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Week of February 15, 2010

Research

Study underscores high-impact engineering research at U-M 


U-M ranked fifth in a new study that examined how often research institutions’ academic papers in the field of engineering were cited during the past decade.

The analysis was conducted by Science Watch, a Thomson Reuters-sponsored effort to track trends in scientific research.

“The number of citations is a direct measurement of the influence that an original piece of work has on subsequent advances,” says Stephen Forrest, vice president for research and the William Gould Dow Collegiate Professor of Electrical Engineering. “Ranking high in the number of citations therefore is a very clear indication of the importance and quality of research done at U-M.”

Between 1999-2009, U-M researchers published 4,534 academic papers in engineering disciplines, and these were cited 30,545 times. U-M researchers authored highly cited papers about topics including tissue engineering, robotics, wireless sensor networks, implantable microsystems, fluid interfaces and microelectromechanical systems.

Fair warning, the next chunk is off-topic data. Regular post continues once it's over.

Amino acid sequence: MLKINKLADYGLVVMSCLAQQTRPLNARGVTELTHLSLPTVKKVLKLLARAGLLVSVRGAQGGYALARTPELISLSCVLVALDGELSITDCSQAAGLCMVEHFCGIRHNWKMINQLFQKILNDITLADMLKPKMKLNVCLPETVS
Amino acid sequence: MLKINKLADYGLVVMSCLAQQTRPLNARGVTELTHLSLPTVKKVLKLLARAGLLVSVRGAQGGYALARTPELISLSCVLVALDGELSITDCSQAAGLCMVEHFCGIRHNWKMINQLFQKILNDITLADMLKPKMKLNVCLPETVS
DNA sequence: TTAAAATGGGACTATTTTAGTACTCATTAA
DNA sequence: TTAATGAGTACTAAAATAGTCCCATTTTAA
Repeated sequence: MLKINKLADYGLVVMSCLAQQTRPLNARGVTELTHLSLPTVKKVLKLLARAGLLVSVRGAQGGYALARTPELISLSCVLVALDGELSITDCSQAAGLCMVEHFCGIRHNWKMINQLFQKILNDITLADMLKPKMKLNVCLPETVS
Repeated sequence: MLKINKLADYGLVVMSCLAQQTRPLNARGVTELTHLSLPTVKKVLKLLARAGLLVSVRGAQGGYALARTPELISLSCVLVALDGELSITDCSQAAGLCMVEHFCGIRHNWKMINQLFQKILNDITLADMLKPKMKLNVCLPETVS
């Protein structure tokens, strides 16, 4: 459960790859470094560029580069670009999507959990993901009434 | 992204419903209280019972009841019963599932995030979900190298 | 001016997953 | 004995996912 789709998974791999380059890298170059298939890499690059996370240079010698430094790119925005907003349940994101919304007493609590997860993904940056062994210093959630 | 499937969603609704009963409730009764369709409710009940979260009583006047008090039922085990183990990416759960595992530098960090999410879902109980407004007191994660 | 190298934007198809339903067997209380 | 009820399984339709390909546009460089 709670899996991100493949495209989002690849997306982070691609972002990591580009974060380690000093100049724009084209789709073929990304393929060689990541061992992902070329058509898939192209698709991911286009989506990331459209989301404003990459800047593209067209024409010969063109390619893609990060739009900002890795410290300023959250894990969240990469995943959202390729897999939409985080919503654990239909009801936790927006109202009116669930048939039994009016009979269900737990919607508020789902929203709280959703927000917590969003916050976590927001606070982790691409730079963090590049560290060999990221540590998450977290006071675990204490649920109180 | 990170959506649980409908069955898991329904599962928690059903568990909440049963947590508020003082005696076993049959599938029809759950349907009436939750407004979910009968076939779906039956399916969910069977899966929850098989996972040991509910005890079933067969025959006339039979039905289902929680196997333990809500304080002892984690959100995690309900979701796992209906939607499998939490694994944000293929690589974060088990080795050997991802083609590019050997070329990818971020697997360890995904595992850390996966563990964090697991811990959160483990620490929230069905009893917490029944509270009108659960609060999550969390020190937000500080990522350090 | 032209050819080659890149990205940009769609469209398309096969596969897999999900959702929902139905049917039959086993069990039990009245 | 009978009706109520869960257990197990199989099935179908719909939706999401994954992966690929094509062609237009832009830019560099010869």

While College of Engineering researchers authored most of the top-cited papers in the discipline at U-M, contributions also came from faculty and students from other units including physics, math, statistics and chemistry.

The institutions highlighted in the Science Watch study are the very top among the 1,084 that make up the uppermost 1 percent of institutions when ranked by total citation count in the engineering field, the study says.

“I was pleased, but not surprised, to see the high ranking of Michigan Engineering in this study,” says David Munson, the Robert J. Vlasic Dean of Engineering. “This is a credit to our top-notch faculty and students who are engaged in cutting-edge research that draws worldwide attention.”

 

STAFF SPOTLIGHT

Jeanne Mackey, senior performance support analyst, Information and Technology Services, on environmental activism: “What I love about the Transition Towns approach to a low-energy future is that it draws on our hopes more than our fears.”

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